1. A current flows in the antenna with an amplitude that varies with the generator voltage.
2. A sinusoidal distribution of charge exists on the antenna. Every 1/2 cycle, the charges reverse
3. The sinusoidal variation in charge magnitude lags the sinusoidal variation in current by 1/4 cycle.
Q1. What are the two basic classifications of antennas?
Q2. What are the three parts of a complete antenna system?
Q3. What three factors determine the type, size, and shape of an antenna?
RADIATION OF ELECTROMAGNETIC ENERGY
The electromagnetic radiation from an antenna is made up of two components, the E field and the H
field. We discussed these fields in chapters 1 and 2. The two fields occur 90 degrees out of phase with
each other. These fields add and produce a single electromagnetic field. The total energy in the radiated
wave remains constant in space except for some absorption of energy by the Earth. However, as the wave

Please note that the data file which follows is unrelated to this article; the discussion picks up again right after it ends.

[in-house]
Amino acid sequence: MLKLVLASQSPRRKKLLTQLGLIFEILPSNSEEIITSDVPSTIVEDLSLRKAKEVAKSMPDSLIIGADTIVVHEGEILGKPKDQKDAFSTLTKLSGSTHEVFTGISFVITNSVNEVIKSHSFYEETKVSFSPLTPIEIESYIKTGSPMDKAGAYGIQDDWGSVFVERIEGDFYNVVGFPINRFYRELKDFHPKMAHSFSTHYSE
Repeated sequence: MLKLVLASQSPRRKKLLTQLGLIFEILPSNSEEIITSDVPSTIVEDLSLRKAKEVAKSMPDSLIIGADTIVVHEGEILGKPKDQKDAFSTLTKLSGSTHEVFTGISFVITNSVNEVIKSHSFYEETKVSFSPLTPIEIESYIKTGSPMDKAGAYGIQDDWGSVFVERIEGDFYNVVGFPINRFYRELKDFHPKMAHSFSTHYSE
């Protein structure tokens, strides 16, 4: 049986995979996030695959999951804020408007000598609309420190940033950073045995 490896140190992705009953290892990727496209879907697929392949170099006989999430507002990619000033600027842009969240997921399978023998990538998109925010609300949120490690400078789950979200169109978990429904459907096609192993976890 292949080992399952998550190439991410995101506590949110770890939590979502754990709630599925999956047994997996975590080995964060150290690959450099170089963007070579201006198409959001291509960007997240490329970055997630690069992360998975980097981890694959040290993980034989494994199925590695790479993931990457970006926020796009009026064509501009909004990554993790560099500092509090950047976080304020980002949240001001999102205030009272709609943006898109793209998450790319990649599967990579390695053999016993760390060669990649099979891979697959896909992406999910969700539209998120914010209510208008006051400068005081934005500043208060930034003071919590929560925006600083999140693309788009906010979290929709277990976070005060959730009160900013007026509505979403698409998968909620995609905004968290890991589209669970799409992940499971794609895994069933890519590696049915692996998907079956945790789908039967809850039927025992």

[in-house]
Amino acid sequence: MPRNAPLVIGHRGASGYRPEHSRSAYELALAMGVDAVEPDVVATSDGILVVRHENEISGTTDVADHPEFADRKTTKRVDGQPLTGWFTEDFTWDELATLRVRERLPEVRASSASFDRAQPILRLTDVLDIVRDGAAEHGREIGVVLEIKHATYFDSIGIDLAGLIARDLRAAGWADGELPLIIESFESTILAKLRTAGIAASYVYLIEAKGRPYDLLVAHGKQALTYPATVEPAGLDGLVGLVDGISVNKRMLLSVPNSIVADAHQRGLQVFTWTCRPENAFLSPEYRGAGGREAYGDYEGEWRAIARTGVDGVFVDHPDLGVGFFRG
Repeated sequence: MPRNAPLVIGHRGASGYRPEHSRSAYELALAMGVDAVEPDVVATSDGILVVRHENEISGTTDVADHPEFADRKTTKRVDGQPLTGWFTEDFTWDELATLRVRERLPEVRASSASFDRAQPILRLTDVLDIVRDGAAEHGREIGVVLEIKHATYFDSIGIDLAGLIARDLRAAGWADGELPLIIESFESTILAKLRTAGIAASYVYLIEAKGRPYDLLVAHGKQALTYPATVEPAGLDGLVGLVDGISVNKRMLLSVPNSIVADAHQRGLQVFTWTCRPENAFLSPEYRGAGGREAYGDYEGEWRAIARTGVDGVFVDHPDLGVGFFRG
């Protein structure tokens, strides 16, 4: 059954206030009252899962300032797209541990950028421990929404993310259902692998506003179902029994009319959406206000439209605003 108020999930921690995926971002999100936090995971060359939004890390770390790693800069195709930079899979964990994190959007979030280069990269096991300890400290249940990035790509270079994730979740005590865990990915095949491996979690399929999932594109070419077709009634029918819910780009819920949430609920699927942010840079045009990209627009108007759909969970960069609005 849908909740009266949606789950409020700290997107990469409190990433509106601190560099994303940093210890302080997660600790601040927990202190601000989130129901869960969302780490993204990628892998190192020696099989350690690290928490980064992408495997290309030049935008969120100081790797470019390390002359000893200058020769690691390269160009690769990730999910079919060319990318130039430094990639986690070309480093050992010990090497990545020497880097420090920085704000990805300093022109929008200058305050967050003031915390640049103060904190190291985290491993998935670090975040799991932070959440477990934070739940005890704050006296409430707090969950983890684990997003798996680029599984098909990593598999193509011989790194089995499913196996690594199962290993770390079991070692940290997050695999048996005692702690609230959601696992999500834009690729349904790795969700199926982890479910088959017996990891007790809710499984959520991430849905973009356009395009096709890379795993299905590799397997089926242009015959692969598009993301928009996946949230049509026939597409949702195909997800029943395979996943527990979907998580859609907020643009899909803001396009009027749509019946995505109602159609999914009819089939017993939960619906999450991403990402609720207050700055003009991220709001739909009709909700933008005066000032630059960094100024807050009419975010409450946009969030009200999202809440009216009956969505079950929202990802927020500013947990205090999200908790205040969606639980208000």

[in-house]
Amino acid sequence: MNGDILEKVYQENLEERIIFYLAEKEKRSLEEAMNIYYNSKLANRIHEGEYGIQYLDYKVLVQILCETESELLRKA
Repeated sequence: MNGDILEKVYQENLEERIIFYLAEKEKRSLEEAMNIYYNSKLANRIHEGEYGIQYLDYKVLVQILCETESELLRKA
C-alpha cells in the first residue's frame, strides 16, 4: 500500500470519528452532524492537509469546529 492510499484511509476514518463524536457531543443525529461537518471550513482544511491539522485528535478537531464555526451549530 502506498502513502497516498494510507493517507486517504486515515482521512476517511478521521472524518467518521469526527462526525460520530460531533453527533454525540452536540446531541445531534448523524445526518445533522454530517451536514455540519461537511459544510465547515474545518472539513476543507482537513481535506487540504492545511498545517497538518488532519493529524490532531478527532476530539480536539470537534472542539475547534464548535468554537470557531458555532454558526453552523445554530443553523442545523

advances, the energy spreads out over a greater area and, at any given point, decreases as the distance
Various factors in the antenna circuit affect the radiation of these waves. In figure 4-5, for example,
if an alternating current is applied at the A end of the length of wire from A to B, the wave will travel
along the wire until it reaches the B end. Since the B end is free, an open circuit exists and the wave
cannot travel farther. This is a point of high impedance. The wave bounces back (reflects) from this point
of high impedance and travels toward the starting point, where it is again reflected. The energy of the
wave would be gradually dissipated by the resistance of the wire of this back-and-forth motion
(oscillation); however, each time it reaches the starting point, the wave is reinforced by an amount
sufficient to replace the energy lost. This results in continuous oscillations of energy along the wire and a
high voltage at the A end of the wire. These oscillations are applied to the antenna at a rate equal to the
frequency of the rf voltage.
Figure 4-5.Antenna and rf source.
These impulses must be properly timed to sustain oscillations in the antenna. The rate at which the
waves travel along the wire is constant at approximately 300,000,000 meters per second. The length of